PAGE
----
Bernard's Blog: 14 Jun 19
Where would racing be without the volunteers? It is a refrain I often hear and, as I move around the country meeting with the enthusiastic and dedicated people who give freely of their time to the running of our clubs, I am in awe of their selflessness.
Next week, 16-22 June, is National Volunteer Week where the 1.2 million volunteers around the country are recognised. This year’s theme is Whiria te tangata – weaving the people together.
It is an opportune time to acknowledge the 4,763 volunteers who are active within the thoroughbred industry. Most of our clubs are run on the sweat of volunteers who do everything from putting back tracks and moving running rails, to deliberating around board tables and determining the future direction of their respective clubs. Sometimes the two areas are not mutually exclusive, depending upon the size of the club.
New Zealand has a long history of volunteer service within the racing industry, but I do hear from clubs that it is getting more and more difficult to find people willing to service on committees. Our volunteer base is also aging which leaves some clubs reliant on the contributions made by those of, or past, retirement age.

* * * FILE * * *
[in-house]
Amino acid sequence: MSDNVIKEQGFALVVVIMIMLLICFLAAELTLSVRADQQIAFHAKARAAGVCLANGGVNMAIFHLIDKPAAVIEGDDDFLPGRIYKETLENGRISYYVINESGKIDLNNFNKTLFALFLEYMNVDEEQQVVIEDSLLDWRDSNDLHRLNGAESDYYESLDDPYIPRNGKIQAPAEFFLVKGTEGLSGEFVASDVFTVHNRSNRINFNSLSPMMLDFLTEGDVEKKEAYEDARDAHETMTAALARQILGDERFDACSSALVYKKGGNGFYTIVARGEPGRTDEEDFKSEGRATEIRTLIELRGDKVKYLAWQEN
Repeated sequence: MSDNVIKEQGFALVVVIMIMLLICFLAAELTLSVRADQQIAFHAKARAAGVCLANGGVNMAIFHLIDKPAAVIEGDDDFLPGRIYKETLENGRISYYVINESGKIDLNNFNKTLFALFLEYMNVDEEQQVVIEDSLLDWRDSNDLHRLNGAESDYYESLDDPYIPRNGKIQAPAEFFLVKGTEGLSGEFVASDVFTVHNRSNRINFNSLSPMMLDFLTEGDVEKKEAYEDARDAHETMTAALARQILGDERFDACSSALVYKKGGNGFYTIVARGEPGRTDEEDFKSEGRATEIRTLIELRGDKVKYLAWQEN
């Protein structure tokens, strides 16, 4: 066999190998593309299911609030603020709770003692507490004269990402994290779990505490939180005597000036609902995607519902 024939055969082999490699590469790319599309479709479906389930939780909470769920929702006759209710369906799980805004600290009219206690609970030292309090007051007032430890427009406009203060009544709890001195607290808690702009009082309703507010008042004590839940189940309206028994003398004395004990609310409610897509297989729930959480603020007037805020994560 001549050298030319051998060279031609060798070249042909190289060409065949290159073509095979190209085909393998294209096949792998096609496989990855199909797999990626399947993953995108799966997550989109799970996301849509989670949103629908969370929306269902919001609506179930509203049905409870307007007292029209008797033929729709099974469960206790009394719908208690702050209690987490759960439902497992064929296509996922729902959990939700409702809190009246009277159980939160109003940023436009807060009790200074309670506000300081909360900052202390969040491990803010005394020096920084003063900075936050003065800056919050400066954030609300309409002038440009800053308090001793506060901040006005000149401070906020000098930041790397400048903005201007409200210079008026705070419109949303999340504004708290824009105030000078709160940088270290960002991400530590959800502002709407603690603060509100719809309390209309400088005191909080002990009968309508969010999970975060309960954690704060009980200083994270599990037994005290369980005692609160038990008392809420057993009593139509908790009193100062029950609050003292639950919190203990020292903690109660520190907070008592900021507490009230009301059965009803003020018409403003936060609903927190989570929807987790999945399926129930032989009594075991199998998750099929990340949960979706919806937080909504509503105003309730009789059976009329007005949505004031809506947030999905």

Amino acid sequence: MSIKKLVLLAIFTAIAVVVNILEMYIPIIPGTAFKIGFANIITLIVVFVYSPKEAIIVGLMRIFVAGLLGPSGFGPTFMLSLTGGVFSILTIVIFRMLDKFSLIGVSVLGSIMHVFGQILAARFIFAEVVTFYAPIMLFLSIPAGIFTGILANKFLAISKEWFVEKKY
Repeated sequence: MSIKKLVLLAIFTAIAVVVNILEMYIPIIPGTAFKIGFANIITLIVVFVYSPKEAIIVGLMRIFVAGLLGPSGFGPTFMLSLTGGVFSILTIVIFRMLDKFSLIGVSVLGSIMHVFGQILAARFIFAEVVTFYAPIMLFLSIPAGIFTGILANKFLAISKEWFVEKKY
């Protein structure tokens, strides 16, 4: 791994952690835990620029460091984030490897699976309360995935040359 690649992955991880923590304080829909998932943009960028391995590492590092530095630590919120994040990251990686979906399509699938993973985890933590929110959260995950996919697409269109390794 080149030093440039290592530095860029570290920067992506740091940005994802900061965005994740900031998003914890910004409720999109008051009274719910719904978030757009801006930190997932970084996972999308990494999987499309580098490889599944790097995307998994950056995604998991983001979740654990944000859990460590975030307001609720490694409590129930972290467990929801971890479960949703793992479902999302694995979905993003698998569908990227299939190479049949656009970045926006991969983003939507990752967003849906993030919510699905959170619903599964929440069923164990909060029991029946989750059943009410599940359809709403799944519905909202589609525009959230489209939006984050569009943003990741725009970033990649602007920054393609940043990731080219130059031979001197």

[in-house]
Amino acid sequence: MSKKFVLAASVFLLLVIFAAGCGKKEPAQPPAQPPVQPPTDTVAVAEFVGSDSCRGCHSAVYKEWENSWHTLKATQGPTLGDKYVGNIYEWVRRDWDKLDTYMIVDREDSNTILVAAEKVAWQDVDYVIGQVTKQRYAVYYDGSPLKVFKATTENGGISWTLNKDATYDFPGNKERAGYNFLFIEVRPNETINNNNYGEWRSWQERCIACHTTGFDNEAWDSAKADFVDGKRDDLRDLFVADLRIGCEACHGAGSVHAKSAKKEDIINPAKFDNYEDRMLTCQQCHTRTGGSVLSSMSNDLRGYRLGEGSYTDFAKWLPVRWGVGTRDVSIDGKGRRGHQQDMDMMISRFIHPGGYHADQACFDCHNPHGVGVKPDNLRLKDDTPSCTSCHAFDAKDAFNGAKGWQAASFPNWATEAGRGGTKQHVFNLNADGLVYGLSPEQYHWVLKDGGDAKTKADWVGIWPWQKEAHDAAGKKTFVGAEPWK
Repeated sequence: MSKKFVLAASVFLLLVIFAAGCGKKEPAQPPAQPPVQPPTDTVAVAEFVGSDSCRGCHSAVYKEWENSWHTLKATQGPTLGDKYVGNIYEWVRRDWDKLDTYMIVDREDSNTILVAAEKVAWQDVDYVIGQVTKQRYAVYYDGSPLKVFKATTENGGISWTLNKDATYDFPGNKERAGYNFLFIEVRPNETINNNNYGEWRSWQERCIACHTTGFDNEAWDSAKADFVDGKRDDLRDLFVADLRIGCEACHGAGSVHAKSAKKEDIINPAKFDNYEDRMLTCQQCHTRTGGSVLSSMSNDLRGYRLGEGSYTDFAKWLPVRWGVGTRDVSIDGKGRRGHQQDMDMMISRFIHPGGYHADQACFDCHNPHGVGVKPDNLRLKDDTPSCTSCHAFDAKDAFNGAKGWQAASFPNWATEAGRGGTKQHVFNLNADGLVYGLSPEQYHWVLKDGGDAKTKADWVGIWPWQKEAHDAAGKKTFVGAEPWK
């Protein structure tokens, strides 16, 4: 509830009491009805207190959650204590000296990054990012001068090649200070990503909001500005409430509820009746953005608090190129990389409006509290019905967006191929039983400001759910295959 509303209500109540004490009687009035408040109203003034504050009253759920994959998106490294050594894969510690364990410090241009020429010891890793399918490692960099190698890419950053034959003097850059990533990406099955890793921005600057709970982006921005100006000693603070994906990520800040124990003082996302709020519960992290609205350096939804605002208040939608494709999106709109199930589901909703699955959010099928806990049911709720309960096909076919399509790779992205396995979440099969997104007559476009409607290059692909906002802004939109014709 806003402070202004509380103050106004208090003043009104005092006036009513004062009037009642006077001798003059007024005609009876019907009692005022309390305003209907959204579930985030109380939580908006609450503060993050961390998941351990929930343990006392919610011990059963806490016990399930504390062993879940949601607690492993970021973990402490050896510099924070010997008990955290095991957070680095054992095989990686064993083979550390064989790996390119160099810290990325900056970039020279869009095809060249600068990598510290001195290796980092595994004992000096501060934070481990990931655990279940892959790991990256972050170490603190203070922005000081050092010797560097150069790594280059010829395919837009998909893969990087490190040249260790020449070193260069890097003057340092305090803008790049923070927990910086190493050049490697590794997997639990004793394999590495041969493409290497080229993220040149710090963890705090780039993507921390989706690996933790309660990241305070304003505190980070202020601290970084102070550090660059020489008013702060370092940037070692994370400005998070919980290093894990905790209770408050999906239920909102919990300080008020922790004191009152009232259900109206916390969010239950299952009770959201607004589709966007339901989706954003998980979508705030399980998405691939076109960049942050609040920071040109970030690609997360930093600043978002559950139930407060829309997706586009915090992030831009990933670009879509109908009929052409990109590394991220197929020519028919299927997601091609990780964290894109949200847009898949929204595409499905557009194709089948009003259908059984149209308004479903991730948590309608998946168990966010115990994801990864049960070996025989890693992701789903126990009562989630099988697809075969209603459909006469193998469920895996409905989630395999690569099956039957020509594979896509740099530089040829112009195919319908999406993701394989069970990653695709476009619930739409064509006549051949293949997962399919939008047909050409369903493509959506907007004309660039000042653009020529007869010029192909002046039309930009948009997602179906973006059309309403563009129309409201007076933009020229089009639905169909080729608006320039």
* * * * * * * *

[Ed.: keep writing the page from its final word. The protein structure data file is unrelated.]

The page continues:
I would encourage any younger person wanting to get involved in the future of our industry to consider putting themselves forward the next time their local club is seeking volunteers. It may well become a life-long commitment!
While there are many stories of those filling volunteer positions on committees going above and beyond the call of duty, there are few which compare with one I was recently told about the early days of the Wellington Racing Club.
Eric Riddiford, who was the club’s president from 1932-1948, went as far as to mortgage his annual wool clip to the bank to guarantee the club’s stakes during shaky financial times. His commitment to the continuing future of the club was acknowledged, up until quite recently, through the Eric Riddiford Steeplechase.
During the next week, if you get a chance to attend a race meeting around the country, do take a minute to think about the unpaid hours which go into keeping our industry ticking over. And, if you feel at all inspired to contribute yourself then get involved in your local club membership and put yourself forward to help out.